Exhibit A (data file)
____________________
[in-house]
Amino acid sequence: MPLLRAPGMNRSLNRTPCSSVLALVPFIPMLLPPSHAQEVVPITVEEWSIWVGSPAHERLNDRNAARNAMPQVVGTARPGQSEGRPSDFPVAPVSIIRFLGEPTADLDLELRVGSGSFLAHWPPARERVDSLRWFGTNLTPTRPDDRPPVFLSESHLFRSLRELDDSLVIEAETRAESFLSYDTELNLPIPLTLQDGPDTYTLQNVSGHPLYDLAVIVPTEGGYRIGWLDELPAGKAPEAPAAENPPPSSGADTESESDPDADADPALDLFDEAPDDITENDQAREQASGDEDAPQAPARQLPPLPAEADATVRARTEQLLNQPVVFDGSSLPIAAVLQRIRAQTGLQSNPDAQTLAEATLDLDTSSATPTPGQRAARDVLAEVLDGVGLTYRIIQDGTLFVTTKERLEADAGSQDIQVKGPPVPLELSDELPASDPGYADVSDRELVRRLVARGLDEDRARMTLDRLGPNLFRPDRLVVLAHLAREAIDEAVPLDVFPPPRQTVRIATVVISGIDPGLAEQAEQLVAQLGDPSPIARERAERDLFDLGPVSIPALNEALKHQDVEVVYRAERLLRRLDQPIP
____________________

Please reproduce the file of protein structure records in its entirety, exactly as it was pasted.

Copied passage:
[in-house]
Amino acid sequence: MPLLRAPGMNRSLNRTPCSSVLALVPFIPMLLPPSHAQEVVPITVEEWSIWVGSPAHERLNDRNAARNAMPQVVGTARPGQSEGRPSDFPVAPVSIIRFLGEPTADLDLELRVGSGSFLAHWPPARERVDSLRWFGTNLTPTRPDDRPPVFLSESHLFRSLRELDDSLVIEAETRAESFLSYDTELNLPIPLTLQDGPDTYTLQNVSGHPLYDLAVIVPTEGGYRIGWLDELPAGKAPEAPAAENPPPSSGADTESESDPDADADPALDLFDEAPDDITENDQAREQASGDEDAPQAPARQLPPLPAEADATVRARTEQLLNQPVVFDGSSLPIAAVLQRIRAQTGLQSNPDAQTLAEATLDLDTSSATPTPGQRAARDVLAEVLDGVGLTYRIIQDGTLFVTTKERLEADAGSQDIQVKGPPVPLELSDELPASDPGYADVSDRELVRRLVARGLDEDRARMTLDRLGPNLFRPDRLVVLAHLAREAIDEAVPLDVFPPPRQTVRIATVVISGIDPGLAEQAEQLVAQLGDPSPIARERAERDLFDLGPVSIPALNEALKHQDVEVVYRAERLLRRLDQPIP